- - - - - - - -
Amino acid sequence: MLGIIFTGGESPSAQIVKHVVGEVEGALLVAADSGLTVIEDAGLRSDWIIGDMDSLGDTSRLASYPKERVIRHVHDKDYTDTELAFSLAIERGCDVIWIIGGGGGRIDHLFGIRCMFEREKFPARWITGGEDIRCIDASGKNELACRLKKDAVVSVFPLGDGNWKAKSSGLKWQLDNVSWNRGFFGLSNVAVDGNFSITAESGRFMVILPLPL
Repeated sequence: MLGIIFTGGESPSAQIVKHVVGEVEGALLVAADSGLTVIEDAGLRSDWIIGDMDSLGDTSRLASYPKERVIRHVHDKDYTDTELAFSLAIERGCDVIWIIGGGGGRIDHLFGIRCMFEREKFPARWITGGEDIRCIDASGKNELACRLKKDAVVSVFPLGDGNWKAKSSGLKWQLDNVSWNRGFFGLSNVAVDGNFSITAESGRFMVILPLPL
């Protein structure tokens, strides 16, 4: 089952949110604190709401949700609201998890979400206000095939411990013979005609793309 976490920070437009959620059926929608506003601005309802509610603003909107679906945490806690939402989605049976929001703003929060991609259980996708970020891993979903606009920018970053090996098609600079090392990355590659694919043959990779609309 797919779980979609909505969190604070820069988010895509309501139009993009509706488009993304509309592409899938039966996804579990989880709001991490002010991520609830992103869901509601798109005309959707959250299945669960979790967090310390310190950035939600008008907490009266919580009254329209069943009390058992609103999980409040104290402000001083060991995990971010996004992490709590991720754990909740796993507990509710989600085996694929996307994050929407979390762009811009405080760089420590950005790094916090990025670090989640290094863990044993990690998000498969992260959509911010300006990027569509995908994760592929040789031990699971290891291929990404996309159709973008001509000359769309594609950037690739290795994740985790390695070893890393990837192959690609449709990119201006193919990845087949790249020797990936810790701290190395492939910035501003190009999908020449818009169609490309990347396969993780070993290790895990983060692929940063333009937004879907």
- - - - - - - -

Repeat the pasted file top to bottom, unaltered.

Amino acid sequence: MLGIIFTGGESPSAQIVKHVVGEVEGALLVAADSGLTVIEDAGLRSDWIIGDMDSLGDTSRLASYPKERVIRHVHDKDYTDTELAFSLAIERGCDVIWIIGGGGGRIDHLFGIRCMFEREKFPARWITGGEDIRCIDASGKNELACRLKKDAVVSVFPLGDGNWKAKSSGLKWQLDNVSWNRGFFGLSNVAVDGNFSITAESGRFMVILPLPL
Repeated sequence: MLGIIFTGGESPSAQIVKHVVGEVEGALLVAADSGLTVIEDAGLRSDWIIGDMDSLGDTSRLASYPKERVIRHVHDKDYTDTELAFSLAIERGCDVIWIIGGGGGRIDHLFGIRCMFEREKFPARWITGGEDIRCIDASGKNELACRLKKDAVVSVFPLGDGNWKAKSSGLKWQLDNVSWNRGFFGLSNVAVDGNFSITAESGRFMVILPLPL
């Protein structure tokens, strides 16, 4: 089952949110604190709401949700609201998890979400206000095939411990013979005609793309 976490920070437009959620059926929608506003601005309802509610603003909107679906945490806690939402989605049976929001703003929060991609259980996708970020891993979903606009920018970053090996098609600079090392990355590659694919043959990779609309 797919779980979609909505969190604070820069988010895509309501139009993009509706488009993304509309592409899938039966996804579990989880709001991490002010991520609830992103869901509601798109005309959707959250299945669960979790967090310390310190950035939600008008907490009266919580009254329209069943009390058992609103999980409040104290402000001083060991995990971010996004992490709590991720754990909740796993507990509710989600085996694929996307994050929407979390762009811009405080760089420590950005790094916090990025670090989640290094863990044993990690998000498969992260959509911010300006990027569509995908994760592929040789031990699971290891291929990404996309159709973008001509000359769309594609950037690739290795994740985790390695070893890393990837192959690609449709990119201006193919990845087949790249020797990936810790701290190395492939910035501003190009999908020449818009169609490309990347396969993780070993290790895990983060692929940063333009937004879907």